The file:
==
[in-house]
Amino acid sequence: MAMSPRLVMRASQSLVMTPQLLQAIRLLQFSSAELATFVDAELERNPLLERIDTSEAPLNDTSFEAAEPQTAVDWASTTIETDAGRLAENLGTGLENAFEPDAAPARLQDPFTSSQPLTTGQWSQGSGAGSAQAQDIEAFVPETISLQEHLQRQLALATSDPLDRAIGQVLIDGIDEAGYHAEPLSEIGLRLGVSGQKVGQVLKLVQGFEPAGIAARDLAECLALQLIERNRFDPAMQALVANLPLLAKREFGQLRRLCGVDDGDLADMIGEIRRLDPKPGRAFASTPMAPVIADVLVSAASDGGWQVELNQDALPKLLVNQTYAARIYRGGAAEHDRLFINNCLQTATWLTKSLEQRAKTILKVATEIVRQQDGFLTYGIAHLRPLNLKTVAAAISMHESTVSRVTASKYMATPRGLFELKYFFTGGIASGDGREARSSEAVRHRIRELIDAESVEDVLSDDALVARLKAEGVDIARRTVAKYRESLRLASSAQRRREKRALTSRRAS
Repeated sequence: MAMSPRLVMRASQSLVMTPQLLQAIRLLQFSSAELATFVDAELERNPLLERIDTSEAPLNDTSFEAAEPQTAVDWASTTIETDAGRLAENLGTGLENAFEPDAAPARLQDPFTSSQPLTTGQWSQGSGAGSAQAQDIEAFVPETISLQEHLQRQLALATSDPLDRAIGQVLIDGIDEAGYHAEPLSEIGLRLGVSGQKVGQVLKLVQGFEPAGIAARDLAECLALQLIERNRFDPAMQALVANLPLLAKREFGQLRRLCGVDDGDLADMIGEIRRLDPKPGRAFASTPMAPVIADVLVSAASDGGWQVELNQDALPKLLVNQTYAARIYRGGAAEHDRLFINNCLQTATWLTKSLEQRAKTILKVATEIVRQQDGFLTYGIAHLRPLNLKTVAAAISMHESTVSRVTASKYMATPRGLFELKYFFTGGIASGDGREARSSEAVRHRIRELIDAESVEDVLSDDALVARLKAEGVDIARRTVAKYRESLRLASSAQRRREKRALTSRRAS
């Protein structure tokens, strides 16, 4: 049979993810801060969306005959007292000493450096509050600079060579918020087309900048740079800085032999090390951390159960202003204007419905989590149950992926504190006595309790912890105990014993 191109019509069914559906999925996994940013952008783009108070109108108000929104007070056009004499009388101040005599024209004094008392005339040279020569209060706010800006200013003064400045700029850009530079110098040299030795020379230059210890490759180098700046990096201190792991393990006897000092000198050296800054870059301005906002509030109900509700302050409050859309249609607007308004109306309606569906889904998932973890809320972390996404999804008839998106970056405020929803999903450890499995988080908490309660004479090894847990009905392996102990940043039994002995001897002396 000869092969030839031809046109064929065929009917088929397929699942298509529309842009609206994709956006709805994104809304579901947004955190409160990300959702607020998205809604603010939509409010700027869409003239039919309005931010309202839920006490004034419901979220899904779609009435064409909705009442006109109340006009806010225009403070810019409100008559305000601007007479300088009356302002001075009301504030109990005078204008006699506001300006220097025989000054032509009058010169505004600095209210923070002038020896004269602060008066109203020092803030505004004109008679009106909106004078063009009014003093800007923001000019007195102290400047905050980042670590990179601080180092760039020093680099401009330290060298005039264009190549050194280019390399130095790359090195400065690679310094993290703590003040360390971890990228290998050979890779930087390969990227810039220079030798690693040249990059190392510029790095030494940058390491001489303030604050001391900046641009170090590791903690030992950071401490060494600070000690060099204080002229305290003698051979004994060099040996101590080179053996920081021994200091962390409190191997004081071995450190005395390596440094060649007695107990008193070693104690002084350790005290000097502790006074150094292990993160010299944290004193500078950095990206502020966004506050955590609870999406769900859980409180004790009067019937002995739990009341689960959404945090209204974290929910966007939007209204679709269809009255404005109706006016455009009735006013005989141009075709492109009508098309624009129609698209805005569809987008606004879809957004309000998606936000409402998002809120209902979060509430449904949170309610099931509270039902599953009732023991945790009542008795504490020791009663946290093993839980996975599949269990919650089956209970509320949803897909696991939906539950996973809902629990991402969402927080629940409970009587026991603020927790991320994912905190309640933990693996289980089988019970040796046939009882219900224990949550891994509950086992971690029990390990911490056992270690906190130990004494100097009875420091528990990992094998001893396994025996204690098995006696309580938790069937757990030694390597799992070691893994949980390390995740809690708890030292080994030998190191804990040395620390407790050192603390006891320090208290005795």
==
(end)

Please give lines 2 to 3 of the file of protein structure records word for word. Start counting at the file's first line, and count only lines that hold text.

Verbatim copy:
Amino acid sequence: MAMSPRLVMRASQSLVMTPQLLQAIRLLQFSSAELATFVDAELERNPLLERIDTSEAPLNDTSFEAAEPQTAVDWASTTIETDAGRLAENLGTGLENAFEPDAAPARLQDPFTSSQPLTTGQWSQGSGAGSAQAQDIEAFVPETISLQEHLQRQLALATSDPLDRAIGQVLIDGIDEAGYHAEPLSEIGLRLGVSGQKVGQVLKLVQGFEPAGIAARDLAECLALQLIERNRFDPAMQALVANLPLLAKREFGQLRRLCGVDDGDLADMIGEIRRLDPKPGRAFASTPMAPVIADVLVSAASDGGWQVELNQDALPKLLVNQTYAARIYRGGAAEHDRLFINNCLQTATWLTKSLEQRAKTILKVATEIVRQQDGFLTYGIAHLRPLNLKTVAAAISMHESTVSRVTASKYMATPRGLFELKYFFTGGIASGDGREARSSEAVRHRIRELIDAESVEDVLSDDALVARLKAEGVDIARRTVAKYRESLRLASSAQRRREKRALTSRRAS
Repeated sequence: MAMSPRLVMRASQSLVMTPQLLQAIRLLQFSSAELATFVDAELERNPLLERIDTSEAPLNDTSFEAAEPQTAVDWASTTIETDAGRLAENLGTGLENAFEPDAAPARLQDPFTSSQPLTTGQWSQGSGAGSAQAQDIEAFVPETISLQEHLQRQLALATSDPLDRAIGQVLIDGIDEAGYHAEPLSEIGLRLGVSGQKVGQVLKLVQGFEPAGIAARDLAECLALQLIERNRFDPAMQALVANLPLLAKREFGQLRRLCGVDDGDLADMIGEIRRLDPKPGRAFASTPMAPVIADVLVSAASDGGWQVELNQDALPKLLVNQTYAARIYRGGAAEHDRLFINNCLQTATWLTKSLEQRAKTILKVATEIVRQQDGFLTYGIAHLRPLNLKTVAAAISMHESTVSRVTASKYMATPRGLFELKYFFTGGIASGDGREARSSEAVRHRIRELIDAESVEDVLSDDALVARLKAEGVDIARRTVAKYRESLRLASSAQRRREKRALTSRRAS